Getting regular mole checks is essential for your overall health. They are your body’s first line of defense against cancer, so you should know what to look for. Benign moles should generally be the same size, shape, and color. You should also be able to see a mirror image on each side when you draw an imaginary line down the center. If there is a difference, it may be a sign of cancer.

Moles are a Sign of Skin Cancer

Moles are irregular growths on the skin. They vary in shape, size, and color. They can also have irregular borders. Occasionally, these growths may be itchy, burn, or itch. If these moles become more than a quarter inch in diameter, they could be a sign of skin cancer.

You can spot melanoma by looking for unusual changes in moles. Generally, moles are brown, black, or splotches of different colors. They are usually round or oval and are less than six millimeters in diameter. They typically appear during your childhood or early adulthood. If you notice any new moles have developed, see a doctor as soon as possible.

Moles are a sign of skin cancer and should be checked regularly by a dermatologist for a mole check Memphis TN. If they change color, height, or texture, this may be a symptom of melanoma. Having your moles checked regularly by a dermatologist will help you catch the disease early.

They Can be Cancerous

Getting a mole check is a great way to discover if you have skin cancer before it spreads. During the process, a plastic surgeon and skin specialist will examine the mole and the rest of your skin. If the doctor suspects cancer, they may perform a biopsy. This is done under a local anesthetic and is a way to determine whether cancer cells have spread to other parts of the body. If the biopsy shows cancerous cells, further tests will be needed.

The more moles a person has, the greater their risk of melanoma. Fortunately, most moles are harmless. However, the most common warning sign is the presence of a new mole. Another common warning sign is a spot that changes shape or color. This sign is known as an “ugly duckling” mole and may be a sign of melanoma.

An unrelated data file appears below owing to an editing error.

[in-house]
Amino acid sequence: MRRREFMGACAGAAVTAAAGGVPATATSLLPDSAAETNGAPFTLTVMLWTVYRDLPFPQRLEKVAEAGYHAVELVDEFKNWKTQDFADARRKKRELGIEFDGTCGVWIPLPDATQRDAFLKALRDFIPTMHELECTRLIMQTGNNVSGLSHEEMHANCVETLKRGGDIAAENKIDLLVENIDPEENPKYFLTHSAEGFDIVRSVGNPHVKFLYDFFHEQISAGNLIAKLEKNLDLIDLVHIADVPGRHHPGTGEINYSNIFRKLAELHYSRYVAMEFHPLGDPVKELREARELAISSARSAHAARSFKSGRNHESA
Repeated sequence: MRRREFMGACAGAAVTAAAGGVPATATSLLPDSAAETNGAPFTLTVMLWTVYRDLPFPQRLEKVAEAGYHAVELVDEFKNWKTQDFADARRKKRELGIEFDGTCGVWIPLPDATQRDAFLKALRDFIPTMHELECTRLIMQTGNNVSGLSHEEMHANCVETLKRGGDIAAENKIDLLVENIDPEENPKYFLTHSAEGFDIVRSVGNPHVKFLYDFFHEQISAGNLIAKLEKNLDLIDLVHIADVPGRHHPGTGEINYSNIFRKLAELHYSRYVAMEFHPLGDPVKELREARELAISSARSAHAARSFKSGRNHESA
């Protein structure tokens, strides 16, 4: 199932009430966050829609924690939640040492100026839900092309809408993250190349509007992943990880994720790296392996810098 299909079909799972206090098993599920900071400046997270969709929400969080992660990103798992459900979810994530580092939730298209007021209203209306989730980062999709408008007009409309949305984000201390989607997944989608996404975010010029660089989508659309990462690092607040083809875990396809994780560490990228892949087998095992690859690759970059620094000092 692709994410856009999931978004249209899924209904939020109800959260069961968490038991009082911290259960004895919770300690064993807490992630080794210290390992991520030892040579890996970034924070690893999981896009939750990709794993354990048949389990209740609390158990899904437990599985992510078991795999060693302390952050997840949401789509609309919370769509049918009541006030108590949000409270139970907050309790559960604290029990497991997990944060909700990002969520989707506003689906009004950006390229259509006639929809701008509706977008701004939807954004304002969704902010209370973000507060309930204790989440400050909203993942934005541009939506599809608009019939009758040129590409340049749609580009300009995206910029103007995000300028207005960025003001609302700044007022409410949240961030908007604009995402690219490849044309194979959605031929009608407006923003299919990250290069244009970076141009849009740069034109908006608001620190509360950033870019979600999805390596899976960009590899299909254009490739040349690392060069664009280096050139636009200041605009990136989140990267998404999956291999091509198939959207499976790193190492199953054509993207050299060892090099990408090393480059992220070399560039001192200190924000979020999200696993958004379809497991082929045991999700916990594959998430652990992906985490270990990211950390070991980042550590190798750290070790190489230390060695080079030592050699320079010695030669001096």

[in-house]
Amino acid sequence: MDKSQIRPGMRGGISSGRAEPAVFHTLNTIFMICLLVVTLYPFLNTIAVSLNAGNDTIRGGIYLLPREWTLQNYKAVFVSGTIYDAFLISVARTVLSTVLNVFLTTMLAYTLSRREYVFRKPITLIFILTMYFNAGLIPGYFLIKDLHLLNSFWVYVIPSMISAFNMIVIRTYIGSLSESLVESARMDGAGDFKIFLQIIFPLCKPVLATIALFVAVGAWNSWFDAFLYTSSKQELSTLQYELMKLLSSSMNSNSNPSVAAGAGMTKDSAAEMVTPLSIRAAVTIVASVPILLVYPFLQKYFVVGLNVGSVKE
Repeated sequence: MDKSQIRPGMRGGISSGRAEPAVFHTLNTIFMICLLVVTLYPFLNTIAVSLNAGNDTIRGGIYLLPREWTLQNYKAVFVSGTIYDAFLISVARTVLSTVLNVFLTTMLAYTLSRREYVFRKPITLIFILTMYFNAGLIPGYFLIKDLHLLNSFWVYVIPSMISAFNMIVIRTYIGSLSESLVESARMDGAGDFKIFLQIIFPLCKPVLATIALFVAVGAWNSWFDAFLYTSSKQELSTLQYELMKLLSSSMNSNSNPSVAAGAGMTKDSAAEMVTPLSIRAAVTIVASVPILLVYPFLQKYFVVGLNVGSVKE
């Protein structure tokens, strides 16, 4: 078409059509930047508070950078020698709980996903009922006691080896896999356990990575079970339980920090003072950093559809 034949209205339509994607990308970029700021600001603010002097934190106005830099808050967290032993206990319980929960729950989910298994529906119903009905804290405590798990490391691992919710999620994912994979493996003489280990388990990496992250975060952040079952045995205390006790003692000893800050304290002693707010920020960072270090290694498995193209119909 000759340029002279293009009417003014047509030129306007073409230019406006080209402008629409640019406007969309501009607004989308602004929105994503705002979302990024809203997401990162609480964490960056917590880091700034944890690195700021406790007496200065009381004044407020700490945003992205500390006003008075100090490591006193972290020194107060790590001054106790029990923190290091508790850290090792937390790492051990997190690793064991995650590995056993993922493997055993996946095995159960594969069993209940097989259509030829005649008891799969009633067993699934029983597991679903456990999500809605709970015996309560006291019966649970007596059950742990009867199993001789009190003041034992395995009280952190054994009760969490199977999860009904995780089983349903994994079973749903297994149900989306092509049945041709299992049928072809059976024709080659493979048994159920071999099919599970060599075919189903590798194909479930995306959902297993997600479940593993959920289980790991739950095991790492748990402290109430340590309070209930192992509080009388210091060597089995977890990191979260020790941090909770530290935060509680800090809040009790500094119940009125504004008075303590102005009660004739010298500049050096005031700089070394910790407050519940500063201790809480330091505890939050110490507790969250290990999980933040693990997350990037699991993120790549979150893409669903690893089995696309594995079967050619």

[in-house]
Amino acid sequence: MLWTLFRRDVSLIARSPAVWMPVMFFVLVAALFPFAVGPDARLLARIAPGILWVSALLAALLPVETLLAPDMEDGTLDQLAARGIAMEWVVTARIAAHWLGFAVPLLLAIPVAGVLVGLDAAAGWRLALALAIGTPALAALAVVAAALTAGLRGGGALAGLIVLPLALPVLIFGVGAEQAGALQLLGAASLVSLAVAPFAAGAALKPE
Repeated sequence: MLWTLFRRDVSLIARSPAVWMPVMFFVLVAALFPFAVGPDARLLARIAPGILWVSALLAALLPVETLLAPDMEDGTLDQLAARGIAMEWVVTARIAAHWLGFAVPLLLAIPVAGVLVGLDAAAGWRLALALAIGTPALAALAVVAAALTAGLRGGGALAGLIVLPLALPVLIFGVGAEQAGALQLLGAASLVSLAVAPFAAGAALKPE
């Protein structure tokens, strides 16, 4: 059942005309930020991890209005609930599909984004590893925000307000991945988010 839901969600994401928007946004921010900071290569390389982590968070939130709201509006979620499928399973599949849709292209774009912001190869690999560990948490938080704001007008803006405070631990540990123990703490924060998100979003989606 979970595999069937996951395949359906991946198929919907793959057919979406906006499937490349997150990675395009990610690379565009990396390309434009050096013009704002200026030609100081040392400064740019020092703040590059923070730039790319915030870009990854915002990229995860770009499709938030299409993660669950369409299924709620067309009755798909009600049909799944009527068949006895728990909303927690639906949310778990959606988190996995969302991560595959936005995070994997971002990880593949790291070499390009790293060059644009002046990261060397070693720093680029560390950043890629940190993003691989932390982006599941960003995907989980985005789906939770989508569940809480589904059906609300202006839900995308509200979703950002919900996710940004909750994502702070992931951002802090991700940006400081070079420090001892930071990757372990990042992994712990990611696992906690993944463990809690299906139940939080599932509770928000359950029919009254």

Skin cancer is treatable, but it is essential to get it checked regularly. In addition, people with a family history of the disease should have their moles examined by a medical professional to ensure that they are not developing the disease. If a mole is found early, it can be removed to reduce cancer risk.

They Can be Removed

First, you should know the type of mole you have. There are a lot of home remedies and over-the-counter products available that can be used to remove a mole. You should also see your doctor if the mole is cancerous. While your primary care physician can remove a mole, a dermatologist is the best choice for removing more complex ones.

The procedure does require a local anesthetic, which will numb the area for a few minutes. Once the area is numb, your doctor will perform the function. Depending on the type of mole, the procedure may involve freezing, burning, or exciting. Typically, this will take no more than 10 minutes.

After mole removal, you can expect some soreness or itchiness. However, this should be minimal and will subside once the skin heals. Your doctor will instruct you on how to care for your wound afterward. It would help if you kept the treated area clean and moist after the procedure.

They Can be Treated

Moles are clumps of skin cells that appear anywhere on the body. They can vary in shape, size, and color. Some can be as large as a pencil eraser. They can also change color or become raised and flat. If you notice a mole that isn’t going away, it’s time to get it checked out.

Moles can be benign or cancerous. Most aren’t, but you should see your dermatologist if you notice changes in your skin. Sometimes moles can develop into more dangerous types, including melanoma. However, by getting a mole check, you can take preventive measures to keep your skin free of moles.

You should check your moles at least once a month to ensure nothing is growing or changing. It’s also important to take photos of your moles so that you can track any changes in them.